"We're not talking about the marketplace of ideas here," he said. Fraser's lawyers "are trying to say the First Amendment protects what is essentially a dirty joke." While that might be true outside an educational setting, Coats said, schools "have to be able to control more than hard-core pornography."
In his brief, Coats warned of the danger of "unelected federal judges destroying the public's expectations of decency and civility in the public schools by placing offensive student speech beyond" the schools' control.
Fraser's lawyer, Jeffrey T. Haley, contends that his client's speech did not "materially disrupt" the educational process and contained language no more ribald than that which students hear daily on television or can read in such classics as "Romeo and Juliet."
Giving schools "open-ended power to ban speech merely because it appears 'inappropriate' to someone in authority," he argued in his brief, would constitute censorship barred by the First Amendment.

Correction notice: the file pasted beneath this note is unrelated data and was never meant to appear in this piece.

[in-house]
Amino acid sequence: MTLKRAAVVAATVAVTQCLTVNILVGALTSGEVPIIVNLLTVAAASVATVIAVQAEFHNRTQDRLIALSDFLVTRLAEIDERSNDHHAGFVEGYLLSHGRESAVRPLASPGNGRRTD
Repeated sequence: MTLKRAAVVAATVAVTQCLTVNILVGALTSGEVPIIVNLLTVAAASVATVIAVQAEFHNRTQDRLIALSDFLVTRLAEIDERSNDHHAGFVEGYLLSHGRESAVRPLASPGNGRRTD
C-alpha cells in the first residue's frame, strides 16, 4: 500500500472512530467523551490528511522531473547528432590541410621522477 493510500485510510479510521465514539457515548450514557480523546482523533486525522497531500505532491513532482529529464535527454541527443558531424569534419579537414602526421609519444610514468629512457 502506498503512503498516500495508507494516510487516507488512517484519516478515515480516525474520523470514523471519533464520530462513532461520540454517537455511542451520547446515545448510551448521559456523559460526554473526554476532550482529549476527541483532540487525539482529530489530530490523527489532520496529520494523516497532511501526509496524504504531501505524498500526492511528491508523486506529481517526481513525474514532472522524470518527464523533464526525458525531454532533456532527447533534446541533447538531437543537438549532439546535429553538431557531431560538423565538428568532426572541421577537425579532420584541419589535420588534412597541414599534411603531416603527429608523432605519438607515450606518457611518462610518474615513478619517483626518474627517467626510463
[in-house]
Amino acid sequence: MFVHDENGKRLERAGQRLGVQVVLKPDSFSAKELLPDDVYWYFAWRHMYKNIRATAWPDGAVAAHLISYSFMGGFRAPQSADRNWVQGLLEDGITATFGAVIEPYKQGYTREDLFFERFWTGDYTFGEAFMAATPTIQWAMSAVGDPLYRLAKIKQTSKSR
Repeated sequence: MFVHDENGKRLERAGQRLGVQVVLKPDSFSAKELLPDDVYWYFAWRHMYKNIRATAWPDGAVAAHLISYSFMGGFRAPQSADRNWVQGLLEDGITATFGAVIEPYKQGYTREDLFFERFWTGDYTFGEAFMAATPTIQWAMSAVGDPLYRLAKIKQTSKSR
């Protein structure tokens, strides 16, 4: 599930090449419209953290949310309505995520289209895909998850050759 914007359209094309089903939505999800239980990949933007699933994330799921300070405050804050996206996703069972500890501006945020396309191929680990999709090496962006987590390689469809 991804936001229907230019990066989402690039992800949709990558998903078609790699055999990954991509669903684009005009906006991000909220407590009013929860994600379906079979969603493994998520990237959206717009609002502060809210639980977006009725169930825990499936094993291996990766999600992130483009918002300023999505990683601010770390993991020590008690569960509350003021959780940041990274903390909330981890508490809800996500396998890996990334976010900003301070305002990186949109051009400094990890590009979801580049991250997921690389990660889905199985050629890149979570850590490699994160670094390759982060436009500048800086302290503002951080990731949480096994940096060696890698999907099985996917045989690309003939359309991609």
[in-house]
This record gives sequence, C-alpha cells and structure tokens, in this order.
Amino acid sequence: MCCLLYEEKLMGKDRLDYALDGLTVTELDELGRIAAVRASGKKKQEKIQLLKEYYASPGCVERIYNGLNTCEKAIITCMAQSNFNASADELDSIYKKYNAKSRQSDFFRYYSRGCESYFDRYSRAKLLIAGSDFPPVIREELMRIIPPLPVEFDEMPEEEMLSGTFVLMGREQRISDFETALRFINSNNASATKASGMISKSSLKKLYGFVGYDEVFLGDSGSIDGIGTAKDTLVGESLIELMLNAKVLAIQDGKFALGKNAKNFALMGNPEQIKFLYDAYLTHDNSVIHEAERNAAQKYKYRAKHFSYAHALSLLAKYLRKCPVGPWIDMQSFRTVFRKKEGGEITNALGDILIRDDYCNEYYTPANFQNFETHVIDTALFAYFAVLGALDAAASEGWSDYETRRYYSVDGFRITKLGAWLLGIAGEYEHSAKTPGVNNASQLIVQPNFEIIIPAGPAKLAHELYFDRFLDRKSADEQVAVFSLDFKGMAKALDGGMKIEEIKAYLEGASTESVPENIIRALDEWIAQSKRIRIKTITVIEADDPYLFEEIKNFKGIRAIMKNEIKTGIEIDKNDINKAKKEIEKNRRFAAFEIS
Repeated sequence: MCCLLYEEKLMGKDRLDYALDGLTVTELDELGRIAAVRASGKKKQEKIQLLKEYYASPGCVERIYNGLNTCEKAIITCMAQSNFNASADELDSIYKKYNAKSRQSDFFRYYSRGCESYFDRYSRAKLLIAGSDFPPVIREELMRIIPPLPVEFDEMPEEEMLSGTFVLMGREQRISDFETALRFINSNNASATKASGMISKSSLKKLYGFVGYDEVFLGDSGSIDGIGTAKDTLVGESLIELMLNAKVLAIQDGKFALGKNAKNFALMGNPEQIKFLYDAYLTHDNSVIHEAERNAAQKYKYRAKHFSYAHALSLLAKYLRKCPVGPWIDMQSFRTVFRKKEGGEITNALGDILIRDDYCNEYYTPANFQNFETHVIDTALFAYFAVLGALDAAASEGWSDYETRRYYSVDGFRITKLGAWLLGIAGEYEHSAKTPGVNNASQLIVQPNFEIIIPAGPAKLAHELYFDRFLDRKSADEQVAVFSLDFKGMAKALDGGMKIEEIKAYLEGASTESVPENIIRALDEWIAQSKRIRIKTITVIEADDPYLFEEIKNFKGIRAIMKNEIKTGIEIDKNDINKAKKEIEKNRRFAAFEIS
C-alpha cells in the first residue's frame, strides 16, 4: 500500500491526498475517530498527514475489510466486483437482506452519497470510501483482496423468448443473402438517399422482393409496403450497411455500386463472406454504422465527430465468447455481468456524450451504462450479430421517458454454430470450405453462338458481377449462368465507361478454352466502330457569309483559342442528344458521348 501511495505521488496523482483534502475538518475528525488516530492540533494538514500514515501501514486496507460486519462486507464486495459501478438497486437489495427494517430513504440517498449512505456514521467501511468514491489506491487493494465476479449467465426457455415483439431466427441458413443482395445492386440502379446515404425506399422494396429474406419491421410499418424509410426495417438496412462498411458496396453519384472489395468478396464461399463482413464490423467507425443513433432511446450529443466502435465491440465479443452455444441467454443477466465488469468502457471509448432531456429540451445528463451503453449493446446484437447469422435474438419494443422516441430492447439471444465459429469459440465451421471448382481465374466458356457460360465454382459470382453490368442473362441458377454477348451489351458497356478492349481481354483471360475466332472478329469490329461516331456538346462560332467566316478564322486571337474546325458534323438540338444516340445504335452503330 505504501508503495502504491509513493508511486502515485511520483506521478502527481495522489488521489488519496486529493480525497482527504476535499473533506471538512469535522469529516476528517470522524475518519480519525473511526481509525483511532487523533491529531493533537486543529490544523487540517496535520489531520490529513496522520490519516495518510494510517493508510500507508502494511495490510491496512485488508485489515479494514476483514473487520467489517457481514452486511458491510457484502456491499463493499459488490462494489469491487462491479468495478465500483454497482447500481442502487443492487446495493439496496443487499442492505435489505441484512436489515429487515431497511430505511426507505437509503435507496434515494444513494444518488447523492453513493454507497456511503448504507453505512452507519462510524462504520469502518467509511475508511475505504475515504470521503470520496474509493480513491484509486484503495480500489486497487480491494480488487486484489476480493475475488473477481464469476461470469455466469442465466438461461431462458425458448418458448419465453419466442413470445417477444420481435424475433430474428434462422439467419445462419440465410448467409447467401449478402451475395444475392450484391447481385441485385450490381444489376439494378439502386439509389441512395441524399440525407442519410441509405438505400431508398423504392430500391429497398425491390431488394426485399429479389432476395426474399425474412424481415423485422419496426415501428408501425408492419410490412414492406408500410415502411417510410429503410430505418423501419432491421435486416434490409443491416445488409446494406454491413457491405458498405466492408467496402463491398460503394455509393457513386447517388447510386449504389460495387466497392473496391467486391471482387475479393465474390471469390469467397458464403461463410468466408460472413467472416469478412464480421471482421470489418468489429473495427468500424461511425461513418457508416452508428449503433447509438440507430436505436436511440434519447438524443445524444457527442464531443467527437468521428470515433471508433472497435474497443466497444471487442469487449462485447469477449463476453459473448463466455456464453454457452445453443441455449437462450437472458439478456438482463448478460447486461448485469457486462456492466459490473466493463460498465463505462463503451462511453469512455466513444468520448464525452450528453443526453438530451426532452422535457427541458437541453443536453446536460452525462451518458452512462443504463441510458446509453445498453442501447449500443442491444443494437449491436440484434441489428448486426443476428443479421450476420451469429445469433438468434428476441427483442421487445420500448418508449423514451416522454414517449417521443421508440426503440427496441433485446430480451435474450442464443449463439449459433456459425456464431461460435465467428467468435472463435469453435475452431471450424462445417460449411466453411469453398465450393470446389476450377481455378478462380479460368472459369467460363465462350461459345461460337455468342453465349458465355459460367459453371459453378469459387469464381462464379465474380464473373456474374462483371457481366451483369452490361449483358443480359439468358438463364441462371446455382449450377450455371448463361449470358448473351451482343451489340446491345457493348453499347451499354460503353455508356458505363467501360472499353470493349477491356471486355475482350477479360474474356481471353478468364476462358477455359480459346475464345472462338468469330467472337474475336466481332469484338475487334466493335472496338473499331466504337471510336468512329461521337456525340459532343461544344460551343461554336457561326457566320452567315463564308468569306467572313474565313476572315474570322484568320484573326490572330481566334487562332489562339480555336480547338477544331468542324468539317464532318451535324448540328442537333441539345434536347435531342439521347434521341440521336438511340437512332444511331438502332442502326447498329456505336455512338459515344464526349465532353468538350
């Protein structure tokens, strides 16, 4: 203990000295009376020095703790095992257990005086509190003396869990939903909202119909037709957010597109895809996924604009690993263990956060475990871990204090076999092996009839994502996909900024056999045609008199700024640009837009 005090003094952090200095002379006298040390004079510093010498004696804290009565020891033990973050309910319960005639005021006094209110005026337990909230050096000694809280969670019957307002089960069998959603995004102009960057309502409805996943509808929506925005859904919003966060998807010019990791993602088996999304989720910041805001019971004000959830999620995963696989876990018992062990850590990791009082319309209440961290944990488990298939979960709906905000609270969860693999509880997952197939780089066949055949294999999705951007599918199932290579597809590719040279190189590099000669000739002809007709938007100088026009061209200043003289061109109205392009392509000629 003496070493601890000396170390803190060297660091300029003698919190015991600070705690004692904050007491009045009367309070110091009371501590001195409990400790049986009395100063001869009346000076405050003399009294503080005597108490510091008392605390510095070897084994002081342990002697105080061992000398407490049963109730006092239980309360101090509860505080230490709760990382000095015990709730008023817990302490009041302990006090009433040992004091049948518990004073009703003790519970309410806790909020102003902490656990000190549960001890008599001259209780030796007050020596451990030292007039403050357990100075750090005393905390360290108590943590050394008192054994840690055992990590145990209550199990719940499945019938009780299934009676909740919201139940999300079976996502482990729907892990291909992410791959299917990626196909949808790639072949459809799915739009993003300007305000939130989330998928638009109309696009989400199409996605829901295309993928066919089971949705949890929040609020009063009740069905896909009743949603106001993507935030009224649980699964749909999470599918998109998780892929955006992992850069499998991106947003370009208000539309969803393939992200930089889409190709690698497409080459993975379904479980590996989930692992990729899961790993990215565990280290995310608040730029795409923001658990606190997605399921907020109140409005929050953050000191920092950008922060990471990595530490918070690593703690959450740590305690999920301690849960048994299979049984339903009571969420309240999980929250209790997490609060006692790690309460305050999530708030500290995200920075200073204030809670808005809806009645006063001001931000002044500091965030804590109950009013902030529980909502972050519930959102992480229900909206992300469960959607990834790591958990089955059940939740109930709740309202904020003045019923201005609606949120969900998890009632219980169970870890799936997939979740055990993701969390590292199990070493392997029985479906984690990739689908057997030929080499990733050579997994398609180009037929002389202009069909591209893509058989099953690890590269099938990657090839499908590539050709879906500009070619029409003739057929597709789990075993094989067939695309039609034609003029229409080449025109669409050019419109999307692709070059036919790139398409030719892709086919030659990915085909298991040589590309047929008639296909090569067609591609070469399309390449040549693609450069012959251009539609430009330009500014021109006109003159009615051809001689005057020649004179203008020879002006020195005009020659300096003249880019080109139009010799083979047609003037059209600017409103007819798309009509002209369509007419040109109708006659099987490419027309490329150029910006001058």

"In their zeal to impose on teen-agers Victorian canons of taste . . . the school inadvertently would teach an ugly lesson -- that those in power can suppress the expression of those with whom they disagree," Haley's brief said.
In an interview, Haley said he thinks that there is a proper role for federal courts in such disputes. "If the courts do not on occasion get involved . . . , administrators will have unfettered discretion to suppress the speech of the students any time, any place, any subject," he said.